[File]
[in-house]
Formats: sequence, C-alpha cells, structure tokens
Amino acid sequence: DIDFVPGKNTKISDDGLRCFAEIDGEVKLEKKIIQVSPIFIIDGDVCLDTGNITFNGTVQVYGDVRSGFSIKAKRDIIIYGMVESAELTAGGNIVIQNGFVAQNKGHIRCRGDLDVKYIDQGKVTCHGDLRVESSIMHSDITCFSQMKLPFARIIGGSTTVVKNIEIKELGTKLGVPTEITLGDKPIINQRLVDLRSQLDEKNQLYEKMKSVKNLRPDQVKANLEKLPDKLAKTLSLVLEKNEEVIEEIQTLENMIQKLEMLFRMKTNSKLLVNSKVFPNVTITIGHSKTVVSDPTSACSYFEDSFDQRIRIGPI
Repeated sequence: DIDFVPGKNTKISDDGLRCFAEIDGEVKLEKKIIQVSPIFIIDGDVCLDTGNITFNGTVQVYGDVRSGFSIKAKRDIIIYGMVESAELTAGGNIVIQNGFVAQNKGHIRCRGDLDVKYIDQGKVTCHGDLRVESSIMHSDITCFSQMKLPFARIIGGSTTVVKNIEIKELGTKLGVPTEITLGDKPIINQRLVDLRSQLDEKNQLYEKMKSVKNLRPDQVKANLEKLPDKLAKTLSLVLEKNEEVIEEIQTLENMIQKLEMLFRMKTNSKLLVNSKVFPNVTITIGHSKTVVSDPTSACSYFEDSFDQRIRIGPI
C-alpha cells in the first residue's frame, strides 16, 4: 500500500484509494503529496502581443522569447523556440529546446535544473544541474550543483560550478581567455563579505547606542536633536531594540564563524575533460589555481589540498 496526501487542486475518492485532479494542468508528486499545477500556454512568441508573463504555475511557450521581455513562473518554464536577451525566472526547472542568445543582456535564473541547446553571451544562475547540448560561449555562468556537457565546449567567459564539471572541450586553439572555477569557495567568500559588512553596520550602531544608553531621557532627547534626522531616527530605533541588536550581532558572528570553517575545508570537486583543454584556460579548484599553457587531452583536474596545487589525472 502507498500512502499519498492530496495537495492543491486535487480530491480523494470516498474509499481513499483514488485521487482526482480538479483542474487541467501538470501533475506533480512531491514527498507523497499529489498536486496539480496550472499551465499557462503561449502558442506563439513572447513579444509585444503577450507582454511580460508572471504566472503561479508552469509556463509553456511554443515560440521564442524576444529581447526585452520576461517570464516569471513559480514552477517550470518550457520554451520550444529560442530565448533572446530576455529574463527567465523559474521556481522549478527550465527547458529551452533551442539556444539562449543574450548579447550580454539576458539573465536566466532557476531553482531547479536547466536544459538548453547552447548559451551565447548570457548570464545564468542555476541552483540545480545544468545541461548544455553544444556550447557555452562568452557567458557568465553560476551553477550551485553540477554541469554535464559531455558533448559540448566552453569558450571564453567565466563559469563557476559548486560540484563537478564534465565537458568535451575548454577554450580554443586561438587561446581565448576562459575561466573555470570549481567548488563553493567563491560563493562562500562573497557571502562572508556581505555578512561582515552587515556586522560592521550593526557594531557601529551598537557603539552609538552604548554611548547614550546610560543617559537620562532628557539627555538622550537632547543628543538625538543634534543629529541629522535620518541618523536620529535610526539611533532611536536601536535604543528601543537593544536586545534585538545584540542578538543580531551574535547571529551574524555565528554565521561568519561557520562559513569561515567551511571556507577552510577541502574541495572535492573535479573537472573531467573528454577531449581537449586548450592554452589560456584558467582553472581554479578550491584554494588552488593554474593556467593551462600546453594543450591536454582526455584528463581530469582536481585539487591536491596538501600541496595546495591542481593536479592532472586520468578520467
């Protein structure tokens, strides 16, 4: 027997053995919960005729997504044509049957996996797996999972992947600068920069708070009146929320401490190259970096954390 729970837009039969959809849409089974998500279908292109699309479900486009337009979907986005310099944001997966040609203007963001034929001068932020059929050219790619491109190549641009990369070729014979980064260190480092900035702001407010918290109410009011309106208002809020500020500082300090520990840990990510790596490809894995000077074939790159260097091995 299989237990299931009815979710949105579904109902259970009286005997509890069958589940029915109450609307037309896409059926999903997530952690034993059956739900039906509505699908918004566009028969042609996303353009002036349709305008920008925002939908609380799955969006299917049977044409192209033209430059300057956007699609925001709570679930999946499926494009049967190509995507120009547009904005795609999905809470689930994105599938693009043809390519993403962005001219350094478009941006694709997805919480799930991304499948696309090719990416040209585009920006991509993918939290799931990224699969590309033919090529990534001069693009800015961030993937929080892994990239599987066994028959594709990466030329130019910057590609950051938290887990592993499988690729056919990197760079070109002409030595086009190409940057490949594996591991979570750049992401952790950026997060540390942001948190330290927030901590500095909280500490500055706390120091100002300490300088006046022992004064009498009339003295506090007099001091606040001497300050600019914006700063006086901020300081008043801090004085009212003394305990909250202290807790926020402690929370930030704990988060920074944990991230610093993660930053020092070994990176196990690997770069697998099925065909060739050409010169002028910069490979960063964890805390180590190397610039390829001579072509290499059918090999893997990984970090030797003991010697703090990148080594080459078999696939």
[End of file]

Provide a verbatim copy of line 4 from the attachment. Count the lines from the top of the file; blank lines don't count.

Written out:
Repeated sequence: DIDFVPGKNTKISDDGLRCFAEIDGEVKLEKKIIQVSPIFIIDGDVCLDTGNITFNGTVQVYGDVRSGFSIKAKRDIIIYGMVESAELTAGGNIVIQNGFVAQNKGHIRCRGDLDVKYIDQGKVTCHGDLRVESSIMHSDITCFSQMKLPFARIIGGSTTVVKNIEIKELGTKLGVPTEITLGDKPIINQRLVDLRSQLDEKNQLYEKMKSVKNLRPDQVKANLEKLPDKLAKTLSLVLEKNEEVIEEIQTLENMIQKLEMLFRMKTNSKLLVNSKVFPNVTITIGHSKTVVSDPTSACSYFEDSFDQRIRIGPI